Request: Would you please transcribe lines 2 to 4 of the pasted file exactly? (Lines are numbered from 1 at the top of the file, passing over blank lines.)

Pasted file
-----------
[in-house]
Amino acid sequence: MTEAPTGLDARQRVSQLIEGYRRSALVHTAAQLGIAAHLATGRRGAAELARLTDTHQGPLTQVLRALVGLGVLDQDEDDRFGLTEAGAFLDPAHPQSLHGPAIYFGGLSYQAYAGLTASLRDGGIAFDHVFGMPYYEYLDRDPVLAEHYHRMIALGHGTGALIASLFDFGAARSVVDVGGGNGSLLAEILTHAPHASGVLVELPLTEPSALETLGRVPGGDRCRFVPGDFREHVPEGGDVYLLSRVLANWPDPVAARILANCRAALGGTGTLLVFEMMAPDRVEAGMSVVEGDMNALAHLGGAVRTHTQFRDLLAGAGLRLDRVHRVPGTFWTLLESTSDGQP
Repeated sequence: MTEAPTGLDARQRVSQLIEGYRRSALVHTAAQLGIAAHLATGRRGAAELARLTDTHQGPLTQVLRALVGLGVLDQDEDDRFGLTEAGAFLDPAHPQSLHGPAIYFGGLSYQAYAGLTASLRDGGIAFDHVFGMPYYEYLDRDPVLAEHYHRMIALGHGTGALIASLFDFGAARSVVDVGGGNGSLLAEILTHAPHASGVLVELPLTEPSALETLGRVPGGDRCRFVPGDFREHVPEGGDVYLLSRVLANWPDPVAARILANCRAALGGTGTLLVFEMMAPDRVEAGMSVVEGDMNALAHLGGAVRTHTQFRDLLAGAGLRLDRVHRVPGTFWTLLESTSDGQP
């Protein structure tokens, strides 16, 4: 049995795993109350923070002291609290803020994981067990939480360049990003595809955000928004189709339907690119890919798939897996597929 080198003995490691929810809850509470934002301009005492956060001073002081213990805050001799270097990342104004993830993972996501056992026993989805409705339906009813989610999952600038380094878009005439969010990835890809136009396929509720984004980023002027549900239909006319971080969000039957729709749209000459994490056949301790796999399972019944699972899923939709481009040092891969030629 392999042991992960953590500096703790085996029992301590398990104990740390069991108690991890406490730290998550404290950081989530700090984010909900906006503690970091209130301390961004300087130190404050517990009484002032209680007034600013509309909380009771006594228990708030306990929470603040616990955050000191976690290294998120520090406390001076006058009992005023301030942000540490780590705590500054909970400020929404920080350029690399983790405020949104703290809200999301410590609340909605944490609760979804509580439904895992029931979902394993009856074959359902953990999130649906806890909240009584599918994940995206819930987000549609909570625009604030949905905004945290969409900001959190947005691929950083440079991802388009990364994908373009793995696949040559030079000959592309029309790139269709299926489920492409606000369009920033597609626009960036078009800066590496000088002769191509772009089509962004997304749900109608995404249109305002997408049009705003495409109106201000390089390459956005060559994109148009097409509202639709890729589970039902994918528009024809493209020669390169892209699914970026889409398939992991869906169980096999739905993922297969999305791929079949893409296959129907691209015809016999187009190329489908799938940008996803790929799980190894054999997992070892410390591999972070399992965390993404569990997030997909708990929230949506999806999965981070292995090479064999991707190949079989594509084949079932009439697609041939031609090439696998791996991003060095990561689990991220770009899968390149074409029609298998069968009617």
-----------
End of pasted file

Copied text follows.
Amino acid sequence: MTEAPTGLDARQRVSQLIEGYRRSALVHTAAQLGIAAHLATGRRGAAELARLTDTHQGPLTQVLRALVGLGVLDQDEDDRFGLTEAGAFLDPAHPQSLHGPAIYFGGLSYQAYAGLTASLRDGGIAFDHVFGMPYYEYLDRDPVLAEHYHRMIALGHGTGALIASLFDFGAARSVVDVGGGNGSLLAEILTHAPHASGVLVELPLTEPSALETLGRVPGGDRCRFVPGDFREHVPEGGDVYLLSRVLANWPDPVAARILANCRAALGGTGTLLVFEMMAPDRVEAGMSVVEGDMNALAHLGGAVRTHTQFRDLLAGAGLRLDRVHRVPGTFWTLLESTSDGQP
Repeated sequence: MTEAPTGLDARQRVSQLIEGYRRSALVHTAAQLGIAAHLATGRRGAAELARLTDTHQGPLTQVLRALVGLGVLDQDEDDRFGLTEAGAFLDPAHPQSLHGPAIYFGGLSYQAYAGLTASLRDGGIAFDHVFGMPYYEYLDRDPVLAEHYHRMIALGHGTGALIASLFDFGAARSVVDVGGGNGSLLAEILTHAPHASGVLVELPLTEPSALETLGRVPGGDRCRFVPGDFREHVPEGGDVYLLSRVLANWPDPVAARILANCRAALGGTGTLLVFEMMAPDRVEAGMSVVEGDMNALAHLGGAVRTHTQFRDLLAGAGLRLDRVHRVPGTFWTLLESTSDGQP
């Protein structure tokens, strides 16, 4: 049995795993109350923070002291609290803020994981067990939480360049990003595809955000928004189709339907690119890919798939897996597929 080198003995490691929810809850509470934002301009005492956060001073002081213990805050001799270097990342104004993830993972996501056992026993989805409705339906009813989610999952600038380094878009005439969010990835890809136009396929509720984004980023002027549900239909006319971080969000039957729709749209000459994490056949301790796999399972019944699972899923939709481009040092891969030629 392999042991992960953590500096703790085996029992301590398990104990740390069991108690991890406490730290998550404290950081989530700090984010909900906006503690970091209130301390961004300087130190404050517990009484002032209680007034600013509309909380009771006594228990708030306990929470603040616990955050000191976690290294998120520090406390001076006058009992005023301030942000540490780590705590500054909970400020929404920080350029690399983790405020949104703290809200999301410590609340909605944490609760979804509580439904895992029931979902394993009856074959359902953990999130649906806890909240009584599918994940995206819930987000549609909570625009604030949905905004945290969409900001959190947005691929950083440079991802388009990364994908373009793995696949040559030079000959592309029309790139269709299926489920492409606000369009920033597609626009960036078009800066590496000088002769191509772009089509962004997304749900109608995404249109305002997408049009705003495409109106201000390089390459956005060559994109148009097409509202639709890729589970039902994918528009024809493209020669390169892209699914970026889409398939992991869906169980096999739905993922297969999305791929079949893409296959129907691209015809016999187009190329489908799938940008996803790929799980190894054999997992070892410390591999972070399992965390993404569990997030997909708990929230949506999806999965981070292995090479064999991707190949079989594509084949079932009439697609041939031609090439696998791996991003060095990561689990991220770009899968390149074409029609298998069968009617």